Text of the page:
Now, we need to change the configuration settings for Tomcat and authbind to make sure that they work properly.

  1. Edit /etc/default/tomcat8.  At the very end, there should be a line that says AUTHBIND=no.  Change this to say AUTHBIND=yes
  2. Edit /etc/tomcat8/server.xml.  In this file, there is an XML tag that starts out with <Connector port=”8080″ ….  Change this to be 80.  There are two sections that you want to change this.
  3. Go to /etc/authbind/byport.  Do the following(note: this assumes that tomcat is running as the tomcat8 user, which it will do if you installed it through apt)
    $ cd /etc/authbind/byport
    $ touch 80
    $ chown tomcat8 80
    $ chmod 744 80
    
  4. Restart Tomcat
    $ systemctl restart tomcat8
    

You should now be able to access Tomcat on port 80.

Mar 27

Inception dreams

I had an interesting dream the other night.  In my dream, I was explaining to a person a dream that I had had two nights before.  Also, for some reason, we were standing on a bed.

It seemed very Inception-like, talking about a dream within a dream.  Once I woke up, I was also a little confused about how I remembered a previous dream in another dream, as generally your dreams don’t stay with you when you wake up.

Anyway, that was kinda interesting.  Just a random thought.

Feb 15

Qt UDP Socket – specify source port

Have you ever had to use a QUdpSocket to send data from a specific port?  I had to do this earlier, and I figured out how to do it(although not using Qt-only APIs).

My problem was as follows: I need to be able to receive on a specific port.  The device that I am talking to listens on this port and then responds back on that same port, no matter what my source port is.  So to keep things clean, I figured that it would be best to use just one single socket to send and receive data packets.

The general consensus that I saw after searching Google was that it is not possible to do this.  It is possible, but it doesn’t seem possible using Qt-only APIs.  I knew that it was possible, as I have done this before.  This is the code that I came up with:

 

    int optval = 1;
    int fd;
    struct sockaddr_in socket_config;

    memset( &socket_config, 0, sizeof( struct sockaddr_in ) );

    fd = socket( AF_INET, SOCK_DGRAM, 0 );
    if( fd < 0 ){
        // error handling goes here
    }

    socket_config.sin_port = htons( port );
    if( bind( fd, (struct sockaddr*)&socket_config, sizeof( struct sockaddr_in ) ) < 0 ){
        // error handling goes here
    }

    if( setsockopt( fd, SOL_SOCKET, SO_REUSEADDR, &optval, sizeof( optval ) ) < 0 ){ // error handling goes here } 

    udp_socket = new QUdpSocket(); 
    udp_socket->setSocketDescriptor( fd );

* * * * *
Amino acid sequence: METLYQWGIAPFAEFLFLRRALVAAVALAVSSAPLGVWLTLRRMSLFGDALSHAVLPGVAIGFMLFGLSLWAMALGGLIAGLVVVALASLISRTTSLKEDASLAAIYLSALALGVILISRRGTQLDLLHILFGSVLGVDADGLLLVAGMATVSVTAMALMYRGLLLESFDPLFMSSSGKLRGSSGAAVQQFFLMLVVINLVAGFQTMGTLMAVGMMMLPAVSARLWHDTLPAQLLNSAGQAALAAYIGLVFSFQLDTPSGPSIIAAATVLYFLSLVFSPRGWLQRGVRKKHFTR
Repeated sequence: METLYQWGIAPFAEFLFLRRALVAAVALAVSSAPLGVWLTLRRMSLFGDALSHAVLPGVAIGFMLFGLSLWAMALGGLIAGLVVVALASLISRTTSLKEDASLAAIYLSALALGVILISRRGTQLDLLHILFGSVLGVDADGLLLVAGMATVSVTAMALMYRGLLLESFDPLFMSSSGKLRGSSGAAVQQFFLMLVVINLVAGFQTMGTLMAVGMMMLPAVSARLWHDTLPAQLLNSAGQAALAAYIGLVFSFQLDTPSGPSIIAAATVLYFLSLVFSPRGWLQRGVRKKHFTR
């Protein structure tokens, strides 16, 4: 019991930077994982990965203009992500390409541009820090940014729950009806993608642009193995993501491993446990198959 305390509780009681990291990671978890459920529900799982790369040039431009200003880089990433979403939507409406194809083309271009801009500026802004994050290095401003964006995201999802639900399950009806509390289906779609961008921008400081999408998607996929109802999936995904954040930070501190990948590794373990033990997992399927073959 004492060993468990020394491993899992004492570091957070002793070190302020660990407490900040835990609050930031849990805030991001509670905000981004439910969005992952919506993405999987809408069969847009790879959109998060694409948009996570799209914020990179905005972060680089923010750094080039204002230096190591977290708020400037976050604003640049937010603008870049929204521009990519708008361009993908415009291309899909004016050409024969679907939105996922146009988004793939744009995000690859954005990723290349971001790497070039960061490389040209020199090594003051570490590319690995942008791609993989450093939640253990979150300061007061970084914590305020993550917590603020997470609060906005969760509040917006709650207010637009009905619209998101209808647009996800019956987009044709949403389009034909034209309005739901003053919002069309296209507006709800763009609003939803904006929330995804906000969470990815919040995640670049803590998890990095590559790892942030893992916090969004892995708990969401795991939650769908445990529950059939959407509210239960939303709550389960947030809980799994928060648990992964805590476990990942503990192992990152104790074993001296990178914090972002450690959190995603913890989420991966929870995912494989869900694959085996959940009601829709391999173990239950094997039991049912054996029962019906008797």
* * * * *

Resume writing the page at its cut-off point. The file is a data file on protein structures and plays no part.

This allows us to still re-use the proper port, but use the socket in a Qt-like way.

Jan 22

Java RMI Example

So I just spent the last few hours attempting to get Java RMI working.  This was not easy.  However, the good news is that now you can benefit from it!  Link at the end, but first my story…

Last night, I was wondering how you would connect two Java applications together.  The reason for this is because I want to try and have an embedded Tomcat server inside of an application, but also have the capability of developing the webapp separately, since developing both the embedded server and the webapp in the same project did not seem to work very well.  I figured that I could use something like DBus-Java to do this, however I wanted it easily cross-platform.

As it turns out, Java already has something like that built-in!  In the form of RMI, or Remote Method Invocation.  However, the example that they give in the Java Tutorials is not particularly clear.  It also seems to be out of date, although if it actually is I am not sure.  There are several important parts that the tutorial does not go over.  Other documentation talking about what you need to do does not appear to be up to date either, much if it appears to date from Java 6 and before.

Since this was such a hard thing to figure out, I’ve made a standalone Maven project that goes and sets up an RMI client and server.  Hopefully it will help somebody else in the future.

Check out the code on GitHub!

Dec 01

Weddings & Music

I attended a wedding this past weekend, and of course there was a DJ there who played music.  He was perfectly alright, but it got me thinking a bit about the music that is played at weddings(specifically, the wedding reception).  There are a bunch of songs that seem to be played regularly, although the only one that I can think of right now is Cupid Shuffle.  I have not heard the Macarena at a wedding in quite a few years, I think that it was more popular in the late 90s/early 2000s.

And of course, for whatever reason, the final song always seems to be Don’t Stop Believing.  I’m not sure why.  Has anybody else seen this in their travels?  I’m curious to know if this is a widespread thing or not.

One thing that was cool though, was that when the DJ played Piano Man, we all got in a big circle around the bride and groom and sang it to them.